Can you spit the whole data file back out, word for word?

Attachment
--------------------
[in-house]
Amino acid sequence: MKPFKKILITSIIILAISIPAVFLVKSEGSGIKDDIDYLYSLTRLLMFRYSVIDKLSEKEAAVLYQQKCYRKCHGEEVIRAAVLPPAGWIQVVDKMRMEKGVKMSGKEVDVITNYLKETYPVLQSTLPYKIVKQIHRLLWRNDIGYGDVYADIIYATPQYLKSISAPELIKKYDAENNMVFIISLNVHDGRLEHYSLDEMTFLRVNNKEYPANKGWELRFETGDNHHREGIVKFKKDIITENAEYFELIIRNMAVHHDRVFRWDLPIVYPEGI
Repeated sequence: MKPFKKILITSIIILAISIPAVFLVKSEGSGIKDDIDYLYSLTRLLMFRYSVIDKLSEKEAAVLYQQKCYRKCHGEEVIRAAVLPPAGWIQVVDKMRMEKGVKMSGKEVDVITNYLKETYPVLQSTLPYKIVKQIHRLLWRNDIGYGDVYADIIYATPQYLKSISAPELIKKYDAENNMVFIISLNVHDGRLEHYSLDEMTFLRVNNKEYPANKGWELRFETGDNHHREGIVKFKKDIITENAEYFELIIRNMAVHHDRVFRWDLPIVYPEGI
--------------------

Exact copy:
[in-house]
Amino acid sequence: MKPFKKILITSIIILAISIPAVFLVKSEGSGIKDDIDYLYSLTRLLMFRYSVIDKLSEKEAAVLYQQKCYRKCHGEEVIRAAVLPPAGWIQVVDKMRMEKGVKMSGKEVDVITNYLKETYPVLQSTLPYKIVKQIHRLLWRNDIGYGDVYADIIYATPQYLKSISAPELIKKYDAENNMVFIISLNVHDGRLEHYSLDEMTFLRVNNKEYPANKGWELRFETGDNHHREGIVKFKKDIITENAEYFELIIRNMAVHHDRVFRWDLPIVYPEGI
Repeated sequence: MKPFKKILITSIIILAISIPAVFLVKSEGSGIKDDIDYLYSLTRLLMFRYSVIDKLSEKEAAVLYQQKCYRKCHGEEVIRAAVLPPAGWIQVVDKMRMEKGVKMSGKEVDVITNYLKETYPVLQSTLPYKIVKQIHRLLWRNDIGYGDVYADIIYATPQYLKSISAPELIKKYDAENNMVFIISLNVHDGRLEHYSLDEMTFLRVNNKEYPANKGWELRFETGDNHHREGIVKFKKDIITENAEYFELIIRNMAVHHDRVFRWDLPIVYPEGI